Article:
We first wrote this guide back in 2010, but oh – how things have changed! Consumer demand for BPA-free products caused many well-meaning kitchen appliance manufacturers to respond by switching plastics. While we appreciate their effort, we’re not totally convinced it was a move for the better in some cases…
Let’s get right to the part where we tell you about our findings – as well as the reasoning behind our recommendations – so you can make more informed decisions when choosing safer kitchen appliances!
How to Choose Safer Kitchen Appliances
Based on years of monitoring the latest research on endocrine disruptors in some plastics, we’re choosing to recommend kitchen appliances made from glass, stainless steel and/or plastics with a longstanding track record, such as polypropylene, SAN and ABS. We’re continuing to shy away from newer plastics like Tritan for two reasons: 1) we still don’t know what it’s actually made from and, 2) there have been some unsettling studies showing estrogenic activity that still haven’t been followed up on by an independent third party, leaving us with a notable red flag. We’re looking forward to the day when we’ll have more concrete answers about it.
According to Mother Jones: The 200-plus samples of Tritan resins that were tested consistently leached estrogen-like chemicals after being exposed to a type of ultraviolet ray found in sunlight (UVA) and another kind that some parents use to sterilize baby bottles (UVC). In some cases, samples that hadn’t even been exposed to UV light also seeped estrogenic compounds.
After a long and arduous process of contacting the makers of blenders, choppers, mixers and mills, we’ve been able to confirm with that the following kitchen appliances are free of the following problematic chemicals on all food-contact surfaces:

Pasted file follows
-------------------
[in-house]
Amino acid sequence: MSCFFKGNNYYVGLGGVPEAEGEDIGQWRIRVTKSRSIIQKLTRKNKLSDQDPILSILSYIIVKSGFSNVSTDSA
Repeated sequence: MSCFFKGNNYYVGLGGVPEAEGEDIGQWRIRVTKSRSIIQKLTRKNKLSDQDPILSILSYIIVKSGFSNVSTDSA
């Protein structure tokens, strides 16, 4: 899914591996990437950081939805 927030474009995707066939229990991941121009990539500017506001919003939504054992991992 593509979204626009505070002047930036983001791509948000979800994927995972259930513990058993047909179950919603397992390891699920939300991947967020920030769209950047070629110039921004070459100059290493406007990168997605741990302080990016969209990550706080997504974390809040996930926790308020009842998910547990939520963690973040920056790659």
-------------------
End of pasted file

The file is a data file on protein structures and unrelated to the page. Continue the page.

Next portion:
- BPS (will it turn out to be the new substitute for BPA?)
- BPA (polycarbonate)
- PVC (vinyl – sometimes found in flexible blender lids)
- Phthalates (added to PVC for increased flexibility)
Keep in mind when looking at the product listings that not all products are specifically marked as free of BPS, BPA, PVC or phthalates on their packaging or website. We spent weeks chasing down this information, so you won’t find it clearly labeled because current regulations don’t require it.
NOTE: We’re also including a list of companies who had absolutely NO IDEA what their products were made from, so please see that list at the bottom of this guide and be sure to let them know you’re not happy about it!
Mixers and Food Processors
Baby Food Makers
Products We Can’t Recommend
Vitamix blender containers are made of Tritan copolyester, but it’s possible to purchase a stainless steel container that fits the mixer, like this one from Waring (quite pricey though). You might take a minute to sign this petition asking Vitamix to bring back their stainless steel pitchers.
- All Cuisinart food processors (Tritan and/or polycarbonate)
- Bellini Kitchen Master (stainless steel/polypropylene/polycarbonate)
- All Hamilton Beach food processors (Tritan)
- All DeLonghi food processors (Tritan)
- Most Robot Coupe food processors (polycarbonate/BPA)
- NutriBullet (Tritan)
- Ninja (Tritan; we asked if they’d consider creating a glass cup, but they said it’s not in the plans)
- KitchenAid Torrent Blender (polycarbonate)
We were unable to confirm materials with manufacturers of any other plastic blenders, so we recommend sticking with glass options for now even though the lids seem to be made from toxic PVC plastic.
Companies That Provided No Information (Grrrr!)
- Big Boss Torpedo
- Proctor Silex
Have we missed any safer kitchen appliances that you’ve researched yourself? Let us know!